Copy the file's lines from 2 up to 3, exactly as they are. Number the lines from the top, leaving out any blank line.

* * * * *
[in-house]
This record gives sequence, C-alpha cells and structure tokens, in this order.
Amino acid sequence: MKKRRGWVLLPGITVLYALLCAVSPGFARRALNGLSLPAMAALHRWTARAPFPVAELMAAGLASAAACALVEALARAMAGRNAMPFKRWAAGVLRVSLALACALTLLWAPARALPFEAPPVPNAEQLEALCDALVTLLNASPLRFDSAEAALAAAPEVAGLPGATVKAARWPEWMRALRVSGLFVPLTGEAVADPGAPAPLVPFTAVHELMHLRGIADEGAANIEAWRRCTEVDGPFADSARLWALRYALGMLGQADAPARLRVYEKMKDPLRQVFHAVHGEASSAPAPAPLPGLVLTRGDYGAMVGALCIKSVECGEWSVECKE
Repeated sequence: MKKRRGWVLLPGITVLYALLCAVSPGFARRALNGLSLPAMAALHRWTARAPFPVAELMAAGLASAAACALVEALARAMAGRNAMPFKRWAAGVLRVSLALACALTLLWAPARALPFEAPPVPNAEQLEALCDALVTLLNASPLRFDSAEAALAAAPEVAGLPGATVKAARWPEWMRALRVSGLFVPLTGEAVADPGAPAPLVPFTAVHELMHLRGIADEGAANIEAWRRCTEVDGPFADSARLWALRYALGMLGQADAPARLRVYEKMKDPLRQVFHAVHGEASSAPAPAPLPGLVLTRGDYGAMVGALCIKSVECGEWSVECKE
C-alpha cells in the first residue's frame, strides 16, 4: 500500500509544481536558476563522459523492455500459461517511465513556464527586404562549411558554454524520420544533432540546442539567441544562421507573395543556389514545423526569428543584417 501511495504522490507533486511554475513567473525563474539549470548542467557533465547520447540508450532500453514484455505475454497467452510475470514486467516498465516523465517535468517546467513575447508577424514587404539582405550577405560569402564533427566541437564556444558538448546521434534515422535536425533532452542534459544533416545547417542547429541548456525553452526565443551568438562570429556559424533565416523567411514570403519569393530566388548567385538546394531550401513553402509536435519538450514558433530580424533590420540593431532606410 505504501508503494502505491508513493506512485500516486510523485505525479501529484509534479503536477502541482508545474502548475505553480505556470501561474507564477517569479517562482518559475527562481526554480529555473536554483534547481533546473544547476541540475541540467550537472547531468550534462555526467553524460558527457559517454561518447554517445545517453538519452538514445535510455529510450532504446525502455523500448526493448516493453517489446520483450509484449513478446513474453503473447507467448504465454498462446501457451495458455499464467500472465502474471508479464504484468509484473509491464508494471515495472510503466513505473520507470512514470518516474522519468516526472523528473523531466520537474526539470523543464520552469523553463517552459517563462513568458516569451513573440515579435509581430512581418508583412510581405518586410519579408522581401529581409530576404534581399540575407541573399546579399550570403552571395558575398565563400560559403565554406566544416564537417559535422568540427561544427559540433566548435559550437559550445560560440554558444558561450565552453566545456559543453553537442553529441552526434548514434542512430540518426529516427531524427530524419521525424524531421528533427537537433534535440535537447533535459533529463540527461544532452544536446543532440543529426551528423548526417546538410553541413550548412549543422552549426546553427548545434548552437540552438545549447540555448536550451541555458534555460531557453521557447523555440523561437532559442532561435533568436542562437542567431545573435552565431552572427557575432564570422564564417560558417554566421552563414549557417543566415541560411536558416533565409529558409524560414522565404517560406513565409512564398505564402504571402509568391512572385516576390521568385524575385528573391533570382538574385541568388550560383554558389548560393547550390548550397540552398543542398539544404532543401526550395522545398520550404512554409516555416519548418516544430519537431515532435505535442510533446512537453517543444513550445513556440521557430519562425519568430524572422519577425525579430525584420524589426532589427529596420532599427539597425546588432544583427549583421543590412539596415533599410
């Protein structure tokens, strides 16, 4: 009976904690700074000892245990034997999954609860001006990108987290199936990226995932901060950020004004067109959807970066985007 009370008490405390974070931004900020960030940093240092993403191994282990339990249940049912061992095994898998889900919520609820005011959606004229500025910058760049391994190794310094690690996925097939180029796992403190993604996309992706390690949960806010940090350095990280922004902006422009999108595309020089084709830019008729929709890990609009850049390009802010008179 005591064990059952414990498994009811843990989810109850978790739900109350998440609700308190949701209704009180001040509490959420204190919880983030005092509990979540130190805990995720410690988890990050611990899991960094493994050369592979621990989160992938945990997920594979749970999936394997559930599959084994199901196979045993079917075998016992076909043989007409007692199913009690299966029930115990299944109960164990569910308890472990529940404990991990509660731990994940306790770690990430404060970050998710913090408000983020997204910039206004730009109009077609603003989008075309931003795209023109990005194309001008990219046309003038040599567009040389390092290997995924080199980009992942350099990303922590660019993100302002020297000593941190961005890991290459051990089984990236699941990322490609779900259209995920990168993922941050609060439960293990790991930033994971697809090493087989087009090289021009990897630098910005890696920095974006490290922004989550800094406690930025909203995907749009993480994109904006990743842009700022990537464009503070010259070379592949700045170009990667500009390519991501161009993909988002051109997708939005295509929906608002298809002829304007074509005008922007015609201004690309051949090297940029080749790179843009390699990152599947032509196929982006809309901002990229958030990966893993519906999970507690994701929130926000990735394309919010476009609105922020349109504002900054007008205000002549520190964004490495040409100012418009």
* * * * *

This record gives sequence, C-alpha cells and structure tokens, in this order.
Amino acid sequence: MKKRRGWVLLPGITVLYALLCAVSPGFARRALNGLSLPAMAALHRWTARAPFPVAELMAAGLASAAACALVEALARAMAGRNAMPFKRWAAGVLRVSLALACALTLLWAPARALPFEAPPVPNAEQLEALCDALVTLLNASPLRFDSAEAALAAAPEVAGLPGATVKAARWPEWMRALRVSGLFVPLTGEAVADPGAPAPLVPFTAVHELMHLRGIADEGAANIEAWRRCTEVDGPFADSARLWALRYALGMLGQADAPARLRVYEKMKDPLRQVFHAVHGEASSAPAPAPLPGLVLTRGDYGAMVGALCIKSVECGEWSVECKE